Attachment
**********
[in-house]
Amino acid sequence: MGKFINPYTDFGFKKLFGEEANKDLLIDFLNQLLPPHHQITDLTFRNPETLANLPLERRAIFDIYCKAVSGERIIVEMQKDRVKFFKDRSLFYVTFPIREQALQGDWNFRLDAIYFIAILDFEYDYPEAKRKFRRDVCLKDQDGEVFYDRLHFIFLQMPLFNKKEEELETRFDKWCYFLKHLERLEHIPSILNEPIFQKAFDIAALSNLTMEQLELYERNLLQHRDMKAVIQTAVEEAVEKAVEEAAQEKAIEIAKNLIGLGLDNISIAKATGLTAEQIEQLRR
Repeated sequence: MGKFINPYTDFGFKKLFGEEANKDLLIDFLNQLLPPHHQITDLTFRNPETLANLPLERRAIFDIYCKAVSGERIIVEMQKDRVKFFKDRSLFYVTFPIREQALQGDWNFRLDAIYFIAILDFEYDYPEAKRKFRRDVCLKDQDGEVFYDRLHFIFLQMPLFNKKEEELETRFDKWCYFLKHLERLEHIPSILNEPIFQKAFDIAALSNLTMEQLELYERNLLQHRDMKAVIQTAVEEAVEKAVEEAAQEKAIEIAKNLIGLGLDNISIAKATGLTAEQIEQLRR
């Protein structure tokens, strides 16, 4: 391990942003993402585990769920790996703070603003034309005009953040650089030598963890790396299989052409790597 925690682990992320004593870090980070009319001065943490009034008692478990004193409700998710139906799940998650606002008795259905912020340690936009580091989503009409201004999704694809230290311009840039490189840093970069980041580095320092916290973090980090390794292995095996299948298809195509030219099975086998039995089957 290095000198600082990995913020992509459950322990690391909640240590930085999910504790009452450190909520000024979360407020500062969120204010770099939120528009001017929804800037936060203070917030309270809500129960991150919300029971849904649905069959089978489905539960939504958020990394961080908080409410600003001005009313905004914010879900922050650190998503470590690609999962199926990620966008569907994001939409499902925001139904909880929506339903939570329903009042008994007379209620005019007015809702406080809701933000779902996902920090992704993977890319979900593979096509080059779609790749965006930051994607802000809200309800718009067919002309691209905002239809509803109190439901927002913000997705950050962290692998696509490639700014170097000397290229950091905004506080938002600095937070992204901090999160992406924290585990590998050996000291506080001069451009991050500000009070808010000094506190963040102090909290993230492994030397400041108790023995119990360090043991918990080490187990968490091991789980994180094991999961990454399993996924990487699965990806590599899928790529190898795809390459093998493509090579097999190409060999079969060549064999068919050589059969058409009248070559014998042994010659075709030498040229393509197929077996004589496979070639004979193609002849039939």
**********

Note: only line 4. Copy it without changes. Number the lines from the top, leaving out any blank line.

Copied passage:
């Protein structure tokens, strides 16, 4: 391990942003993402585990769920790996703070603003034309005009953040650089030598963890790396299989052409790597 925690682990992320004593870090980070009319001065943490009034008692478990004193409700998710139906799940998650606002008795259905912020340690936009580091989503009409201004999704694809230290311009840039490189840093970069980041580095320092916290973090980090390794292995095996299948298809195509030219099975086998039995089957 290095000198600082990995913020992509459950322990690391909640240590930085999910504790009452450190909520000024979360407020500062969120204010770099939120528009001017929804800037936060203070917030309270809500129960991150919300029971849904649905069959089978489905539960939504958020990394961080908080409410600003001005009313905004914010879900922050650190998503470590690609999962199926990620966008569907994001939409499902925001139904909880929506339903939570329903009042008994007379209620005019007015809702406080809701933000779902996902920090992704993977890319979900593979096509080059779609790749965006930051994607802000809200309800718009067919002309691209905002239809509803109190439901927002913000997705950050962290692998696509490639700014170097000397290229950091905004506080938002600095937070992204901090999160992406924290585990590998050996000291506080001069451009991050500000009070808010000094506190963040102090909290993230492994030397400041108790023995119990360090043991918990080490187990968490091991789980994180094991999961990454399993996924990487699965990806590599899928790529190898795809390459093998493509090579097999190409060999079969060549064999068919050589059969058409009248070559014998042994010659075709030498040229393509197929077996004589496979070639004979193609002849039939």